3 Mar 2016

A new future for marine protected areas in New Zealand

From Our Changing World, 9:36 pm on 3 March 2016
View across Leigh marine laboratory to Goat Island the surrounding marine reserve.

The Goat Island marine reserve at Leigh, more properly known as the Cape Rodney to Okakari Point Marine Reserve, was New Zealand's first fully protected marine reserve, created in 1974. The reserve is adjacent to the University of Auckland's Leigh Marine Laboratory. The marine reserve is a very popular destination for swimmers, snorkellers and divers, who come to see the abundant fish life. In 2007, for example, 375,000 people visited the reserve. Photo: RNZ / Alison Ballance

Large crayfish

Crayfish within no-take marine reserves are significantly larger and more abundant than those living in unprotected areas. They have a significant ecological role in controlling sea urchin numbers, for example. Photo: Malcolm Francis

“We hear a great deal in the media about the ‘rights’ of fishermen, but the ‘rights’ of others are rarely mentioned. What should we think about the ‘right’ of children to see for themselves the full display of marine life. Is it sufficient that they should just see what the fishermen did not want or could not catch? I personally consider that it is a basic human right of all children to experience the rich range of natural life, and that we should make real efforts to arrange this. We already do on land. We keep representative pieces of forest and other habitats primarily for education, regardless of their economic value. I think we should do the same in the sea.”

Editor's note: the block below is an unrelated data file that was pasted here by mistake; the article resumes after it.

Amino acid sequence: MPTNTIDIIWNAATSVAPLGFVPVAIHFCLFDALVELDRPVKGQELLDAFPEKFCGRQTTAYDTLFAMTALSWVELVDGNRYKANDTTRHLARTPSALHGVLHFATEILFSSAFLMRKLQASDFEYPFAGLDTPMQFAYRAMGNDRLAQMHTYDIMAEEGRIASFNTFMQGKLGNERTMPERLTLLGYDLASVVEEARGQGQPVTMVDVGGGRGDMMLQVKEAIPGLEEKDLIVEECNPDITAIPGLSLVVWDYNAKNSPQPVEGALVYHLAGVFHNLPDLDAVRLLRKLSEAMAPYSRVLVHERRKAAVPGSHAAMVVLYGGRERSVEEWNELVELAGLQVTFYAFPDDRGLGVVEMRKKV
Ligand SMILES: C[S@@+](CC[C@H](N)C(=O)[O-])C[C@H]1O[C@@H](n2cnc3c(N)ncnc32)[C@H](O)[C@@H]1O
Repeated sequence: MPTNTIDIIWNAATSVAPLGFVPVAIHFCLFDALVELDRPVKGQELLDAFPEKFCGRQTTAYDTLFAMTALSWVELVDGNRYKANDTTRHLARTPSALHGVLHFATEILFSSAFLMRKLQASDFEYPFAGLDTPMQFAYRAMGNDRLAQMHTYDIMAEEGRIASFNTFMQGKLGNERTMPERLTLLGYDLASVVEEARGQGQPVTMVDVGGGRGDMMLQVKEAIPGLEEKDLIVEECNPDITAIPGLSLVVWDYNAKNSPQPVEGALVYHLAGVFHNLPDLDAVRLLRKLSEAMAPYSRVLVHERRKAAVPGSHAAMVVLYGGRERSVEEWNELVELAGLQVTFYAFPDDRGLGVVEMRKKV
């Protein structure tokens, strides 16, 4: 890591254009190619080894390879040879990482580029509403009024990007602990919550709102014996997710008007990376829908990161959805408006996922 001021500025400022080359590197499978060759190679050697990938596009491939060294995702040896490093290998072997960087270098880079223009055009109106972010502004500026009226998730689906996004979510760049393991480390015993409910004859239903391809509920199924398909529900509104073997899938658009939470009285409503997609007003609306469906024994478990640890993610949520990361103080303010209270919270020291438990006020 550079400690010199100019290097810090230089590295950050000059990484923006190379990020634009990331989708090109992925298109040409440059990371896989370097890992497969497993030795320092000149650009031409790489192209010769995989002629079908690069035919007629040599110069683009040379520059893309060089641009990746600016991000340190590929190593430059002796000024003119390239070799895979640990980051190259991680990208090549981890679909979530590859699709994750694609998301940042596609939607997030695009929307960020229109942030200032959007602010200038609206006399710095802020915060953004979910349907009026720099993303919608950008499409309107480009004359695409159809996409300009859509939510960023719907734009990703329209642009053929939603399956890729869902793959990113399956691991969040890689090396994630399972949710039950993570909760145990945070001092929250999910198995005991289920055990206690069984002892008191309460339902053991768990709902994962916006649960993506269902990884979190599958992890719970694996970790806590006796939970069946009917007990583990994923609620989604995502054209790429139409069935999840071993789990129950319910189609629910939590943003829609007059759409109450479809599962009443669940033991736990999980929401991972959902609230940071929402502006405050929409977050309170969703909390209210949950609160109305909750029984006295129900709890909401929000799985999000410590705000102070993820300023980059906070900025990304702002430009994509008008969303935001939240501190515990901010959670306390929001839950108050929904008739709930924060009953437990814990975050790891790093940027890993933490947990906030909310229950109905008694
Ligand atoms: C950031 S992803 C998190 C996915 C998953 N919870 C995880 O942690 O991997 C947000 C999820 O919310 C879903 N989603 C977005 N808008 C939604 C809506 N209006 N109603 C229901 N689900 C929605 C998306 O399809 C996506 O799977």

Bill Ballantine, the ‘father of marine reserves’, writing in ‘Fifty years on: Lessons from marine reserves in New Zealand and principles for a worldwide network

Proposed new legislation for marine protected areas is ambitious in its scope, but lacking in several key areas, according to critics.

Conservationists and commercial fishers alike have suggested that recreational fishing parks would be better managed under fisheries legislation, rather than under marine protected area legislation, while the omission of the Exclusive Economic Zone or EEZ is widely seen as a significant shortcoming.

On the other hand, tools to allow the creation of a robust network of no-take marine reserves get the tick of approval, and as do broadening the scope of seabed reserves and species-specific sanctuaries.

The proposed legislation has two main purposes, protecting biodiversity and growing the ‘blue economy’, but has the proposal found the right balance between protection versus economic growth? All new marine protected area proposals would include an analysis of the economic potential of an area, but there as yet there is no clear definition of what a marine protected area is, nor is there any mention of key concepts such as ecosystem services.

Bottlenose dolphins in the Hauraki Gulf

Species specific sanctuaries are one of four different kinds of marine protected areas that the proposed new legislation will include. There are currently four marine mammal sanctuaries, including for Hector's and Maui's dolphins and New Zealand sea lions, but the wider sanctuary proposal will allow sanctuaries for species such as great white sharks, albatrosses and penguins. Photo: RNZ / Alison Ballance

Marine protected area proposal

New Zealand is a small country surrounded by a vast ocean territory. It has the fourth largest Exclusive Economic Zone, or EEZ, in the world, and Environment Minister Nick Smith say his ambition is for this country to be a “world leader in the sustainable management and protection of our ocean estate.”

This is the purpose of proposed new legislation on marine protected areas, which is currently open for public consultation (submissions close on 11 March 2016).

The proposal includes four types of marine protection:

  • Marine reserves
  • Species-specific sanctuaries
  • Seabed reserves